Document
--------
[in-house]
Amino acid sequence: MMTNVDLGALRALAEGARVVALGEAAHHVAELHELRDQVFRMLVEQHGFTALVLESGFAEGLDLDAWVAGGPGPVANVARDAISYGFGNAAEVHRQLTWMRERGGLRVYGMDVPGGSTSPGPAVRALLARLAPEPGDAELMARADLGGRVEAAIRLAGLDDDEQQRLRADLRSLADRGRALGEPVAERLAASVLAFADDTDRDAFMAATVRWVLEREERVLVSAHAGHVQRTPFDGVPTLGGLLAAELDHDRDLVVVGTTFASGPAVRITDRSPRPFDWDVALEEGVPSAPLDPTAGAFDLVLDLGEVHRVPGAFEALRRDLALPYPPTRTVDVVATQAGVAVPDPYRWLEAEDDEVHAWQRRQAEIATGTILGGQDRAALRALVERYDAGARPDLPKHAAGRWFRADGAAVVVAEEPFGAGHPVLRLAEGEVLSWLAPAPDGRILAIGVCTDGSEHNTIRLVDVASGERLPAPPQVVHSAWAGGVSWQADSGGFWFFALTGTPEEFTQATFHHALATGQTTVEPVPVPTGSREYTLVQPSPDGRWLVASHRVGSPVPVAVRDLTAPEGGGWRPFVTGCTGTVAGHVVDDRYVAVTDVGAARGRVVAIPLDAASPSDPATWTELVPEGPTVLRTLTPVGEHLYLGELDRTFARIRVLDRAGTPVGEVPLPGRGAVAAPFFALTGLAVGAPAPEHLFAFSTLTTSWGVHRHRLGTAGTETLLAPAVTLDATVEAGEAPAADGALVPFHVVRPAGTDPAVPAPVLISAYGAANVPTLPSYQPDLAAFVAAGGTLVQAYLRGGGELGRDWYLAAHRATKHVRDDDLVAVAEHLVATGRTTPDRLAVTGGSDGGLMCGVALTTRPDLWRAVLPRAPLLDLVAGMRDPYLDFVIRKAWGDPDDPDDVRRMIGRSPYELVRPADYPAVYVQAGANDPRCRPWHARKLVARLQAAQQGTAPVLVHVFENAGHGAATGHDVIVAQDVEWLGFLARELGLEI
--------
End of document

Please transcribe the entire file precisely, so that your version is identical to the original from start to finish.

[in-house]
Amino acid sequence: MMTNVDLGALRALAEGARVVALGEAAHHVAELHELRDQVFRMLVEQHGFTALVLESGFAEGLDLDAWVAGGPGPVANVARDAISYGFGNAAEVHRQLTWMRERGGLRVYGMDVPGGSTSPGPAVRALLARLAPEPGDAELMARADLGGRVEAAIRLAGLDDDEQQRLRADLRSLADRGRALGEPVAERLAASVLAFADDTDRDAFMAATVRWVLEREERVLVSAHAGHVQRTPFDGVPTLGGLLAAELDHDRDLVVVGTTFASGPAVRITDRSPRPFDWDVALEEGVPSAPLDPTAGAFDLVLDLGEVHRVPGAFEALRRDLALPYPPTRTVDVVATQAGVAVPDPYRWLEAEDDEVHAWQRRQAEIATGTILGGQDRAALRALVERYDAGARPDLPKHAAGRWFRADGAAVVVAEEPFGAGHPVLRLAEGEVLSWLAPAPDGRILAIGVCTDGSEHNTIRLVDVASGERLPAPPQVVHSAWAGGVSWQADSGGFWFFALTGTPEEFTQATFHHALATGQTTVEPVPVPTGSREYTLVQPSPDGRWLVASHRVGSPVPVAVRDLTAPEGGGWRPFVTGCTGTVAGHVVDDRYVAVTDVGAARGRVVAIPLDAASPSDPATWTELVPEGPTVLRTLTPVGEHLYLGELDRTFARIRVLDRAGTPVGEVPLPGRGAVAAPFFALTGLAVGAPAPEHLFAFSTLTTSWGVHRHRLGTAGTETLLAPAVTLDATVEAGEAPAADGALVPFHVVRPAGTDPAVPAPVLISAYGAANVPTLPSYQPDLAAFVAAGGTLVQAYLRGGGELGRDWYLAAHRATKHVRDDDLVAVAEHLVATGRTTPDRLAVTGGSDGGLMCGVALTTRPDLWRAVLPRAPLLDLVAGMRDPYLDFVIRKAWGDPDDPDDVRRMIGRSPYELVRPADYPAVYVQAGANDPRCRPWHARKLVARLQAAQQGTAPVLVHVFENAGHGAATGHDVIVAQDVEWLGFLARELGLEI